Is it Fair to Compare?
‘Tis the season. Social media is currently bombarded with pictures of prom, graduations, and celebrations. Additionally, there are still tributes to moms floating around, gratitudes and simple gifts, sports accomplishments, school awards, and scholarships. All of those things are wonderful! I’ve even shared some of them myself.
What happens, though, when the realities of your own life look different? What happens when these things are not happening to you or your family? Perhaps you’re just barely hanging on and your big accomplishment for your day is that you took a shower. Maybe you are lonely, scared, or completely overwhelmed with life. What if you didn’t have a great relationship with your mom? What if your kids aren’t physically or mentally able to participate in sports programs…or they are failing school…or your home is a place of contention and constant chaos rather than peace. What if you’re actually dreading having your kids home for the summer instead of celebrating the end of the school year?
If you fall into any of those latter categories, this post is for you, my friend. I’ve been in many of those places. Sometimes I still go there. As such, I also know that Facebook depression is very, very real. It can also have a profound impact on your life and family if you’re not careful.
But…is it fair to compare?
Let’s take a minute to step back and look at things from a different perspective. The first thing I’d like to do is remind you of something very important. Social media is an illusion. It never tells the whole story and sometimes it isn’t even real. At best, it is a highly sanitized version of the truth. Regardless of what is behind any of it, the only thing we are allowed to see is what people want us to see…and from the angle they want us to see it from.
Rarely, if ever, do we see the whole story on social media. That star football player may be the kid of a single mom who sacrificed absolutely everything so he can play and develop his talent. The real hero here isn’t the kid. It’s the mom in the background cheering him on.
You know that gal who always makes you laugh by posting super cute and funny stuff that her kids do? Yah…her. After 18 years of marriage, three kids, a mortgage, and a dead-end job, her husband decided he was gay. He abandoned his family, left her and the kids in financial ruin, thousands of miles away from her support system, and holding responsibility for everything while he went off to pursue a new life with his new partner. She never said anything about any of it on social media…except that she was thankful the house finally sold and she and the kids would be moving soon.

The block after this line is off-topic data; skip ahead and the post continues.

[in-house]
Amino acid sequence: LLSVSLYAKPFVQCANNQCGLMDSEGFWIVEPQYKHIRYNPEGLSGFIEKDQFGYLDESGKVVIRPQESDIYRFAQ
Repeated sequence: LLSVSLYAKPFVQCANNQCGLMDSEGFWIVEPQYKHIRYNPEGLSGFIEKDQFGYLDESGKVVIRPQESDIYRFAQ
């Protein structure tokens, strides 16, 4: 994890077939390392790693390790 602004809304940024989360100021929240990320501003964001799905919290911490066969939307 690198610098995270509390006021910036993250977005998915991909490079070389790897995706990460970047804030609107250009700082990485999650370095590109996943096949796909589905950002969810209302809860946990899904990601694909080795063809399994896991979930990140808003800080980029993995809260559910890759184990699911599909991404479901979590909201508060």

How about that dream vacation to Disneyland or the beach your friend just took? They couldn’t afford it any more than you can. The only difference is you chose not to increase your debt load and they will still be paying for it for many years to come. That other friend who just did the same thing spent 5 years saving up for it, pennies at a time. They also spent an equal number of years, if not more, working on climbing out of the trenches of sensory processing, attachment, and emotional dysregulation hell so their kids could handle just walking through the park gates without blowing a gasket.
As most of us know, holidays and family pictures are super stressful, even for “normal” families. Did that photo they posted of all the happy, smiling people tell anything about the intense family fight that broke out just after it was taken? What about that person who always posts those sweet little memes about their husband being the love of their life? Could it be they are actually trying to convince themselves this is true before their entire life crumbles around them?
I have a secret to tell you. I’m not making up any of those above scenarios. I have real friends…people that I know in real life…that have lived every single one of those situations. Some of them have even been me! Some of them might have happened just last week.
The unfairness of comparison
We’ve all heard the expression about comparing apples to oranges. Yet especially in those moments of deep discouragement and overwhelm, it is so easy to slip back into comparing our fruit to their fruit. It doesn’t matter if they have apples and we have oranges at that point. All we can see is their shiny, bright, perfect little apples and our moldy oranges.